Human error bigger threat than malicious attacks – Cyber Risks

Human error

Insider threats to cyber security may be under-reported

Statistics from the Office of the Australian Information Commissioner (OAIC) may be under-reporting the damage insider threats can cause to organisations’ cyber security.

IT expert Ahmed Khanji, CEO of Gridware Cybersecurity, told Emergence Insurance’s latest webinar for brokers that Gridware statistics suggested insider threats were a bigger risk than malicious or criminal attacks. The latest OAIC statistics found malicious attacks were responsible for 57% of notifiable data breaches (NDBs).

Gridware data showed malicious threats lagged behind insider threats. Contrary to what’s being reported to OAIC, Ahmed said Gridware found employees were the greatest threat. He urged all businesses to consider who had access to their customer lists and email contacts.

Untrained staff as the greatest cyber risk

He said a global survey found 87% of executives viewed untrained staff as the greatest cyber risk to their businesses, yet staff training was ranked high among categories to have made the least progress when measured against the US-developed, voluntary National Institute of Standards & Technology’s cyber security framework.

Ahmed said many insider threats came from “phishing” incidents where people were manipulated by emails that tricked them into disclosing or changing passwords.

Human error was responsible for 37% of NDBs

Emergence Head of Sales Gerry Power said OAIC’s latest report found human error was responsible for 37% of NDBs. “As humans, we keep finding new ways to make mistakes,” he said. “But, with sound risk management in place, many breaches can be prevented. Employees are the last line of defence, they must be educated to identify such things as dodgy emails and suspicious invoices.”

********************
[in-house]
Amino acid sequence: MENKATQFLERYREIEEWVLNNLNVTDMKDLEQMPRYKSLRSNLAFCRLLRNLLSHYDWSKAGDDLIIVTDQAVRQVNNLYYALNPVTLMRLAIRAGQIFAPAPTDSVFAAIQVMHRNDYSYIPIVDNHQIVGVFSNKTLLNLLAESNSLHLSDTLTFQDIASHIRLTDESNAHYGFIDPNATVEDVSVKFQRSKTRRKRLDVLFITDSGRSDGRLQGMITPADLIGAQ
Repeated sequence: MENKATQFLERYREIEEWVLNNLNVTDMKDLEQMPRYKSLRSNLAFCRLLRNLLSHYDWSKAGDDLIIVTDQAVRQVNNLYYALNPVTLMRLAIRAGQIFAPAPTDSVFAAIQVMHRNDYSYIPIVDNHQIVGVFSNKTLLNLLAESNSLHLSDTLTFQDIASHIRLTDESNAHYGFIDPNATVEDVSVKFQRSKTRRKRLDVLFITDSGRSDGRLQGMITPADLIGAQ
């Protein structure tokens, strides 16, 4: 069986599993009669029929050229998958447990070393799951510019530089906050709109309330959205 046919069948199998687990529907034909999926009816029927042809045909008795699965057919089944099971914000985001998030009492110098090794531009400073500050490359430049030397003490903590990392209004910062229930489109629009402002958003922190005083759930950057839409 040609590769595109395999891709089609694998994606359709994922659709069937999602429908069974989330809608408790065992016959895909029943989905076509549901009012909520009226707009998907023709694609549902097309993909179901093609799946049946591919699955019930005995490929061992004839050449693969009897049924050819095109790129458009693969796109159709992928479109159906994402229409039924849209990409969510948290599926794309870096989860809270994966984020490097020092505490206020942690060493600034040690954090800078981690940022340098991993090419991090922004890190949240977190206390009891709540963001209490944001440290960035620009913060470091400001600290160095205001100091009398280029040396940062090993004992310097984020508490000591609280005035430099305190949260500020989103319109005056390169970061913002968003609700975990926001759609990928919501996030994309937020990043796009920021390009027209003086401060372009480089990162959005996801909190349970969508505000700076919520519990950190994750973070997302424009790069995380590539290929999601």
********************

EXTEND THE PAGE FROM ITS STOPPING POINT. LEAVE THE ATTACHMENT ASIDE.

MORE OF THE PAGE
Medical data was particularly vulnerable because it sold for nine times more than financial data on the dark web.

Gerry said managing data breaches was critical to business survival. Ahmed agreed, saying reputation damage was the biggest loss. “About 85% of people won’t do business with companies that have had known data breaches. Facebook is now one of the least trusted companies in the world.”

Ahmed said organisations needed good firewalls to guard their networks; strong anti-virus software; endpoint protection for all devices; and intrusion detection and prevention systems that inspected all inbound and outbound activity and blocked suspicious activities.

“A hacker can be in your system for 200 days before being identified,” he said.

Protection methods include:

 

  • Strong passwords, long enough to prevent brute force attacks
  • Two-factor authentication
  • Not sharing passwords across multiple devices
  • Regular testing and auditing of company policies and procedures.

Emergence MD Troy Filipcevic distinguished cyber threats from social engineering, which used psychological manipulation to get people to divulge information using trickery, deception and impersonation.

He said social engineering was targeted, sophisticated fraud where trust was built and human weaknesses exploited.

Source: Emergence Insurance

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Please note that any advice given has been provided without taking into account your objectives, financial situation or needs. It is also based on information we have obtained from you. You must ensure the information is accurate and complete. Otherwise, this advice may be based on the inaccurate or incomplete information. You should consider whether the advice is appropriate in light of your objectives, financial situation and needs